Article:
Inside the car, the police radio
squawked. Eldon grabbed the mike and acknowledged. As a voice
spoke with measured urgency, the chief made a few notes.
"Great! Here I am with my wheels
down," he said to Gus, " and we just got a report of a car stolen from the
supermarket lot-a blue 1962 Buick."
"Stan won't take long," promised Gus.
Want to check blue Buicks? You can start on that one over there.
Whose is it, Stan?"
"Fellow named Halloran. He
"Too danged many cars look alike these
days," grumbled Eldon, with a brief glance at the car Stan had driven in.
Report says this one belongs to a store-fixture salesman named Holt.
He was doing an estimate job, left the keys in the lock, the registration in
the glove compartment, and doesn't know his license number!"
"Want that cup of coffee now?"
"Might's well. Here's Holt's
idea of a hot clue-and maybe it is, remarked Eldon, sauntering after Gus.
"Cars got something wrong-it can't be driven at any speed over 40 miles per
A wrench clattered to the floor.
"That was the trouble with this car
until we fixed it," Stan said. "Let's look at that registration."
"Plain enough how it happened," said
Eldon after a radio report from a police car. "The car you want is at
the east end. Your customer is one of those people who can't tell east
from west except at sunrise."
A police car braked hard outside, and
from it emerged a rotund little man. The worried look on his face
deepened into a satisfied scowl when he saw the Buick.
"I'm Lemuel Holt," he announced.
"Driver's license, please," said
Holt handed it over. "Why check
up on me? I'm the one whose car was stolen."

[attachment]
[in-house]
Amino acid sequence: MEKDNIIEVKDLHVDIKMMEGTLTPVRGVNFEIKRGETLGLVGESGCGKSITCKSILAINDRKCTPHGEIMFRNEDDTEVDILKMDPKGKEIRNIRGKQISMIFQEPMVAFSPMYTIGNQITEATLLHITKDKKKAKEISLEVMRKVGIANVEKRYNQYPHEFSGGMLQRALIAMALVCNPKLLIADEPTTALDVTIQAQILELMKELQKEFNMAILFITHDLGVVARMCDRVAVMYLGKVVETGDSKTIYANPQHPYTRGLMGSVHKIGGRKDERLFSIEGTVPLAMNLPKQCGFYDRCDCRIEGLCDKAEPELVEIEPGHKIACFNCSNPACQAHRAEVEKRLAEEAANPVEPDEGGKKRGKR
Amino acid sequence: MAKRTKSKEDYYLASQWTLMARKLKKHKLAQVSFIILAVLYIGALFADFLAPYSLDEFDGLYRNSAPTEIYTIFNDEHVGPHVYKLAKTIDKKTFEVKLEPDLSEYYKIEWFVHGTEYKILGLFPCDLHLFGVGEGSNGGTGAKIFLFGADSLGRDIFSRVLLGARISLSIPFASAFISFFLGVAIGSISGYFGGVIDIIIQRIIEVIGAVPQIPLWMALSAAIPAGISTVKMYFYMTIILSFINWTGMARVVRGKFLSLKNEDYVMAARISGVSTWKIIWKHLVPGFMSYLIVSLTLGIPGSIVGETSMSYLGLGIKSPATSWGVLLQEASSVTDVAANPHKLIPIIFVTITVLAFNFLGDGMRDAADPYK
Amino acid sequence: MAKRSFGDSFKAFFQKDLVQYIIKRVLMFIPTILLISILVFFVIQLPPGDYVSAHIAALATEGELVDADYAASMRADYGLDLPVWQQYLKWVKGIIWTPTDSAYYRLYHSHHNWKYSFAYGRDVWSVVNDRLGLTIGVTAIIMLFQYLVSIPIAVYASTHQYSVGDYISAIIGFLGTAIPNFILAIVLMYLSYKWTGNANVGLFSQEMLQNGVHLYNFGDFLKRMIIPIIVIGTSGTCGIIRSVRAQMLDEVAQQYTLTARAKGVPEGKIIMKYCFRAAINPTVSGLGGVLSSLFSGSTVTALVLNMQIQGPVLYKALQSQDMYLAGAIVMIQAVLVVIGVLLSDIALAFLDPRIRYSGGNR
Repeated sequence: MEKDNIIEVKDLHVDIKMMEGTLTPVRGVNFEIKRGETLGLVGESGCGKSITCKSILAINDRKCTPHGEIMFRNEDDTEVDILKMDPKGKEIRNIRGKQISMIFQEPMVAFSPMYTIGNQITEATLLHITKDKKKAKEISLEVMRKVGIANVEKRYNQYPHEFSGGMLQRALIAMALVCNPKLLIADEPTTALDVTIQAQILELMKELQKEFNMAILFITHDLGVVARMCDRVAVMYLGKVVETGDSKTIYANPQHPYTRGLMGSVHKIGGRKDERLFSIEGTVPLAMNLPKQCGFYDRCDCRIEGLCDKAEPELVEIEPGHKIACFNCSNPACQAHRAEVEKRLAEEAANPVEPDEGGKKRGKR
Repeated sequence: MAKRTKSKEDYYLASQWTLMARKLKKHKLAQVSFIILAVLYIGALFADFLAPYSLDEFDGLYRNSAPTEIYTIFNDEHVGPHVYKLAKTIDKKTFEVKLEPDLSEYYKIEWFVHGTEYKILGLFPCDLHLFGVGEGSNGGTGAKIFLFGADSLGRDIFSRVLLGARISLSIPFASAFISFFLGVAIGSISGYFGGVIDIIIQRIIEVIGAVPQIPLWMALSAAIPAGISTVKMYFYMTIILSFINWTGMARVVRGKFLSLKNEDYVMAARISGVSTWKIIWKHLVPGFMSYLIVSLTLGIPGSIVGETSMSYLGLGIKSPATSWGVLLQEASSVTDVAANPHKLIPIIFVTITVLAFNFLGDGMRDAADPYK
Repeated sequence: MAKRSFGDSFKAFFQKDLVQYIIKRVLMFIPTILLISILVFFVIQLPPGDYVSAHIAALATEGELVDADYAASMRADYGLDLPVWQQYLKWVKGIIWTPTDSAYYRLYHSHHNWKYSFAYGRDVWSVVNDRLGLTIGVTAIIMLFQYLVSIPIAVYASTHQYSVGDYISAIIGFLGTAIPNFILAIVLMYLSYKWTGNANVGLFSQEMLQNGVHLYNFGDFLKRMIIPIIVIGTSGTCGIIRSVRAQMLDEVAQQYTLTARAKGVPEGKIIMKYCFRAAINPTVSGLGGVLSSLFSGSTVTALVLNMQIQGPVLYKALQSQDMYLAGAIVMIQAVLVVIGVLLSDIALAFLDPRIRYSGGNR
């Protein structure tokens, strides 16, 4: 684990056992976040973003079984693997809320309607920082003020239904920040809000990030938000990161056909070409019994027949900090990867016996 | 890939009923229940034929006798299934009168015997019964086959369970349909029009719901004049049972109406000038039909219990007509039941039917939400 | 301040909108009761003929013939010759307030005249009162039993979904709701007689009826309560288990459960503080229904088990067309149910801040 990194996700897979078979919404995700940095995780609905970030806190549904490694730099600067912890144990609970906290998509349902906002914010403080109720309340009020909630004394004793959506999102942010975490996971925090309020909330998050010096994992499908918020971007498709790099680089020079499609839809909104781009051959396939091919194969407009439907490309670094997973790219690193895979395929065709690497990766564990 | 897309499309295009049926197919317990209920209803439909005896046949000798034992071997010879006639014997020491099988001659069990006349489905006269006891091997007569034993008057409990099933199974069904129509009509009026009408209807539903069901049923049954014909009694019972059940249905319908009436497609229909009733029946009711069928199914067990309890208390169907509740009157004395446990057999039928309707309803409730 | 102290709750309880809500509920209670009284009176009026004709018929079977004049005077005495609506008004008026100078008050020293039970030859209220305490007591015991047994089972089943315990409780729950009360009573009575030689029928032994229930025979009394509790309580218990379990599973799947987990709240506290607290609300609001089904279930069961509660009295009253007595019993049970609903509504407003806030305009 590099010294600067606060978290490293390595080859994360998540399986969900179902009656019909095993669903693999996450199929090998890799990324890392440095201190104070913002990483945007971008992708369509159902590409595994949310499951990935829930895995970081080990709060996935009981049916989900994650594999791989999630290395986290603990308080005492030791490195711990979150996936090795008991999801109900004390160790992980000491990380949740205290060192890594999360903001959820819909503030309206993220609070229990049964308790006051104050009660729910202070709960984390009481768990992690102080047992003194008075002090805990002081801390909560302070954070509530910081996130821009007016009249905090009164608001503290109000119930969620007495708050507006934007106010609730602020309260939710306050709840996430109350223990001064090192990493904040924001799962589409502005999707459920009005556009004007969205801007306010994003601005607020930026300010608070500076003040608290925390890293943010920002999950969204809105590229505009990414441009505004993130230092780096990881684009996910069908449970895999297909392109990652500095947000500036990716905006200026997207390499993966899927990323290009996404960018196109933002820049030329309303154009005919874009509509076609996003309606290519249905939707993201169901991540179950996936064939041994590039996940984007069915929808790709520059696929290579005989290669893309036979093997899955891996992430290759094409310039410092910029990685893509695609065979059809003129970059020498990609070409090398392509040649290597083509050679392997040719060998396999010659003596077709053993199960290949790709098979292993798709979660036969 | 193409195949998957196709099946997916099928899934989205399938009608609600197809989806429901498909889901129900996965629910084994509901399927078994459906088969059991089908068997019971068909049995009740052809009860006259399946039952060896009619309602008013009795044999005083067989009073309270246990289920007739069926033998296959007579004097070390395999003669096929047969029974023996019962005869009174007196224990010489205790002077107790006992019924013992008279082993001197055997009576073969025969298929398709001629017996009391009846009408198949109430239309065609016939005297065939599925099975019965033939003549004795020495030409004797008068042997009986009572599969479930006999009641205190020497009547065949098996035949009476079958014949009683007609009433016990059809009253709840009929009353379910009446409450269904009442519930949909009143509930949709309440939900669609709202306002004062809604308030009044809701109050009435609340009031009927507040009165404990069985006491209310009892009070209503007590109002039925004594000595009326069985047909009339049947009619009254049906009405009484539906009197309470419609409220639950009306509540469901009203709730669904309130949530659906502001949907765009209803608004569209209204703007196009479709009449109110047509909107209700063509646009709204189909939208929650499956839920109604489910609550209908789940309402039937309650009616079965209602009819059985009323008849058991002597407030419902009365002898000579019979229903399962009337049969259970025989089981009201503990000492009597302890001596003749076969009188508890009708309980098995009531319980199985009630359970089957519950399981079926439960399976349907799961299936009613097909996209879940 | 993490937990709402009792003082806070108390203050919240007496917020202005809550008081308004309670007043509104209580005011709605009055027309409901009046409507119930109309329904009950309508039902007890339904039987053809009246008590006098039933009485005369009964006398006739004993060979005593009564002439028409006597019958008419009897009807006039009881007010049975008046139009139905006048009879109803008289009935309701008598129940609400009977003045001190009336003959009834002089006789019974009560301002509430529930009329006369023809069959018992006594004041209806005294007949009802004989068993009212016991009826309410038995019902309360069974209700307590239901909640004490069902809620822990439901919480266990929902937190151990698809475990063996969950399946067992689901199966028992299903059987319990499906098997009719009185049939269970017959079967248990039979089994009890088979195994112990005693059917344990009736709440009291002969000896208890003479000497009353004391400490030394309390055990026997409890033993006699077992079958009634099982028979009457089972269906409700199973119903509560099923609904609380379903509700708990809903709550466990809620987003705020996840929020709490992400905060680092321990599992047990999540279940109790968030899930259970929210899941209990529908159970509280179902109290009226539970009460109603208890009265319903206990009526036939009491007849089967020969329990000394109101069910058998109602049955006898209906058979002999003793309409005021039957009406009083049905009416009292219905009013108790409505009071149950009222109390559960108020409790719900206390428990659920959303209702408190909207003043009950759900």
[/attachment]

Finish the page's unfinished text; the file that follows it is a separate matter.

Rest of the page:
"Just wanted to see if a man who
leaves his keys in the lock really did pass a driving test," said Eldon
"I was in a hurry," mumbled Holt.
"Did you get the thief?"
"There wasn't any." Eldon explained.
To the amazement of all, a smile
overspread the little man's face.
"That's the best news I've had in a
month. The grief that car's given me! Maybe I left the keys
because I hoped somebody would swipe it."
He turned to Gus. "Three
different mechanics worked on it. They replaced the points, plugs, and
distributor casing, rebuilt the carburetor then installed a brand-new one.
They soaked me for a new battery, coil, wiring-even a new starter. If
you licked it, I'll pay any reasonable bill and be darned grateful, to
Shortly after the happy owner of the
Buick had driven it off, Stan finished bleeding the brake system on the
police car and went with Eldon to road-test it. The brakes held well,
with no side pull.
Instead of returning to the shop, the
chief drove downtown and stopped at the east end of the supermarket lot.
"Might as well get the car you came
for," he said gruffly.
"Er-thanks." Stan got out and headed
for the Blue Buick so hastily he never saw the grin on the chief's face.
The key was under the seat.
"Halloran's car was missing at high
speed, all right," Stan told Gus after the owner had picked it up. Six
of the plugs had gaps you could drive a Volkswagen through. Besides,
they were the wrong heat range for this kind of driving. I put in new
ones and tried it out."
"Been pretty busy today, haven't you?"
"Yeah. Wonder what I'd have done
if that guy Holt had run out and caught me taking his car. What a spot
to be in!"
"Shucks," said Gus. "He had a
car problem, didn't he? You'd have quick-sold him a diagnosis and
repair job, of course-at the Model Garage."